Specifying source files

When coverage.py is running your program and measuring its execution, it needs to know what code to measure and what code not to. Measurement imposes a speed penalty, and the collected data must be stored in memory and then on disk. More importantly, when reviewing your coverage reports, you don’t want to be distracted with modules that aren’t your concern.

Coverage.py has a number of ways you can focus it in on the code you care about.


When running your code, the coverage run command will by default measure all code, unless it is part of the Python standard library.

You can specify source to measure with the --source command-line switch, or the [run] source configuration value. The value is a comma- or newline-separated list of directories or importable names (packages or modules).

If the source option is specified, only code in those locations will be measured. Specifying the source option also enables coverage.py to report on un-executed files, since it can search the source tree for files that haven’t been measured at all. Only importable files (ones at the root of the tree, or in directories with a __init__.py file) will be considered. Files with unusual punctuation in their names will be skipped (they are assumed to be scratch files written by text editors). Files that do not end with .py, .pyw, .pyo, or .pyc will also be skipped.


Modules named as sources may be imported twice, once by coverage.py to find their location, then again by your own code or test suite. Usually this isn’t a problem, but could cause trouble if a module has side-effects at import time.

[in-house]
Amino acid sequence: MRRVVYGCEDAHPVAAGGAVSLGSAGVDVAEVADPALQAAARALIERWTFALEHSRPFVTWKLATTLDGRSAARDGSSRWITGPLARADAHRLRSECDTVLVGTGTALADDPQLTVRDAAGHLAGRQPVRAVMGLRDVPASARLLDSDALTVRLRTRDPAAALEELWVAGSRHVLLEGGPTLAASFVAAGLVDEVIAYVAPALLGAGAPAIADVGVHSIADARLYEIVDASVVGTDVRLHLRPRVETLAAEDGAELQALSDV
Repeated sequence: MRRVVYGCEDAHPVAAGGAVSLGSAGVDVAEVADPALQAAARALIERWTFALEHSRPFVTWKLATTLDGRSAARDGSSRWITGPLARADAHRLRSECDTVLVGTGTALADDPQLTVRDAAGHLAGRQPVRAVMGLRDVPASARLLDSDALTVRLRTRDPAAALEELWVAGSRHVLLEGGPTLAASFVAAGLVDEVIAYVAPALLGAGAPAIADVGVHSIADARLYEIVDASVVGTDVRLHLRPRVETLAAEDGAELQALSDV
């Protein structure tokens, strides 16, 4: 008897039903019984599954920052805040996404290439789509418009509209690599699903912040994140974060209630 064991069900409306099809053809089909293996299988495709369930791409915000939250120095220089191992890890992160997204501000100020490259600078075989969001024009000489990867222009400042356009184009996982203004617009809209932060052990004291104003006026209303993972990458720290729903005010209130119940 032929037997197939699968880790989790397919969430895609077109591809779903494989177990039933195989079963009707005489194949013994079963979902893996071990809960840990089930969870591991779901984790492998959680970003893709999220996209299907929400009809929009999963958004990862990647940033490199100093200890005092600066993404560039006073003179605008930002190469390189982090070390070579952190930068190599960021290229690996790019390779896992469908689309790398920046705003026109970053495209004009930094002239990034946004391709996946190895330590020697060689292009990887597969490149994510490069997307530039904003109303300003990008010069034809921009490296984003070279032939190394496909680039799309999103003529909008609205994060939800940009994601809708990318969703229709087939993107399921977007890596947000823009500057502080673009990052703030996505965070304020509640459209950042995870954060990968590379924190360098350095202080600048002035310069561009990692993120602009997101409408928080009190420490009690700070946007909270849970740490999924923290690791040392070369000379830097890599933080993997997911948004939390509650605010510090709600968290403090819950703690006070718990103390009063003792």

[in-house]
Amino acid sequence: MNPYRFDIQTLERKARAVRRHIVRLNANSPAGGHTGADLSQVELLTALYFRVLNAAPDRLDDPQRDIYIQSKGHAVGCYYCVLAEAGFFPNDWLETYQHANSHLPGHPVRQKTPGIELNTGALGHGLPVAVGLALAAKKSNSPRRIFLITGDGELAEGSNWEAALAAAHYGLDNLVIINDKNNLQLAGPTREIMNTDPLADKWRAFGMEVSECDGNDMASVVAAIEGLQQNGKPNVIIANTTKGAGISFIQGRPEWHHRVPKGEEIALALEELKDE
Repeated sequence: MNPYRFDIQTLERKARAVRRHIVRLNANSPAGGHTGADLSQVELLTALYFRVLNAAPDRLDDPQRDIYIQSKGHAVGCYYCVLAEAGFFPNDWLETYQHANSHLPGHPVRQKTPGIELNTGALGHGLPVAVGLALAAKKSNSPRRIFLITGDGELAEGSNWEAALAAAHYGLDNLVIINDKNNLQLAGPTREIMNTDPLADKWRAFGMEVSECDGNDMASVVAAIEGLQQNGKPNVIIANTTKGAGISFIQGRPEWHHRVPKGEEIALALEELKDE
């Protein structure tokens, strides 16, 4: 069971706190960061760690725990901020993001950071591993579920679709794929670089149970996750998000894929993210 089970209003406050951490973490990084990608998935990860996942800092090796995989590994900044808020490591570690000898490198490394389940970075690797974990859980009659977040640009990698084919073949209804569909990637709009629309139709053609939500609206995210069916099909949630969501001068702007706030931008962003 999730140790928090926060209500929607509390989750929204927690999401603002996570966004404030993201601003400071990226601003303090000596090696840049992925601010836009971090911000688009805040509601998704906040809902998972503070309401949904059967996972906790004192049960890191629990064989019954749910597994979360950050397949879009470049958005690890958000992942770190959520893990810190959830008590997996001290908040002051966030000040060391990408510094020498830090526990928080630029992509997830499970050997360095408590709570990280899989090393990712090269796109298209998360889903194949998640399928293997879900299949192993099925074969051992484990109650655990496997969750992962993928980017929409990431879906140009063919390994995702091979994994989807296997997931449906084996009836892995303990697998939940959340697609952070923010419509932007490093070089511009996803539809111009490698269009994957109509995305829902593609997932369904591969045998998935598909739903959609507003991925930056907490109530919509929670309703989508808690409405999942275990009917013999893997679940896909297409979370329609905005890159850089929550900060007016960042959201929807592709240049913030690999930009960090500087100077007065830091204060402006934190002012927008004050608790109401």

Exceptions during the early import are suppressed and ignored.

You can further fine-tune coverage.py’s attention with the --include and --omit switches (or [run] include and [run] omit configuration values). --include is a list of file name patterns. If specified, only files matching those patterns will be measured. --omit is also a list of file name patterns, specifying files not to measure. If both include and omit are specified, first the set of files is reduced to only those that match the include patterns, then any files that match the omit pattern are removed from the set.

The include and omit file name patterns follow common shell syntax, described below in File patterns. Patterns that start with a wildcard character are used as-is, other patterns are interpreted relative to the current directory:

omit =
    # omit anything in a .local directory anywhere
    # omit everything in /usr
    # omit this single file

The source, include, and omit values all work together to determine the source that will be measured.

If both source and include are set, the include value is ignored and a warning is issued.


Once your program is measured, you can specify the source files you want reported. Usually you want to see all the code that was measured, but if you are measuring a large project, you may want to get reports for just certain parts.

The report commands (report, html, json, lcov, annotate, and xml) all take optional modules arguments, and --include and --omit switches. The modules arguments specify particular modules to report on. The include and omit values are lists of file name patterns, just as with the run command.

Remember that the reporting commands can only report on the data that has been collected, so the data you’re looking for may not be in the data available for reporting.

Note that these are ways of specifying files to measure. You can also exclude individual source lines. See Excluding code from coverage.py for details.

File patterns

File path patterns are used for include and omit, and for combining path remapping. They follow common shell syntax:

  • * matches any number of file name characters, not including the directory separator.

  • ? matches a single file name character.

  • ** matches any number of nested directory names, including none.

  • Both / and \ will match either a slash or a backslash, to make cross-platform matching easier.